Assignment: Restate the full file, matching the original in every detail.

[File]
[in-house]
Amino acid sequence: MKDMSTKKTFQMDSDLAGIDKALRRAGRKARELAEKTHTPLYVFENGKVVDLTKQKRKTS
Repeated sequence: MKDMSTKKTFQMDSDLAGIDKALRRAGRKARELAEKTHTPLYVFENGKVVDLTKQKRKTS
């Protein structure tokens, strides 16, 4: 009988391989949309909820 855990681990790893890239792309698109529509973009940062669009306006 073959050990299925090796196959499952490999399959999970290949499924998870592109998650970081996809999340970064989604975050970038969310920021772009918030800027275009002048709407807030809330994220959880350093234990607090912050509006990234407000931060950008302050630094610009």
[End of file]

[in-house]
Amino acid sequence: MKDMSTKKTFQMDSDLAGIDKALRRAGRKARELAEKTHTPLYVFENGKVVDLTKQKRKTS
Repeated sequence: MKDMSTKKTFQMDSDLAGIDKALRRAGRKARELAEKTHTPLYVFENGKVVDLTKQKRKTS
């Protein structure tokens, strides 16, 4: 009988391989949309909820 855990681990790893890239792309698109529509973009940062669009306006 073959050990299925090796196959499952490999399959999970290949499924998870592109998650970081996809999340970064989604975050970038969310920021772009918030800027275009002048709407807030809330994220959880350093234990607090912050509006990234407000931060950008302050630094610009």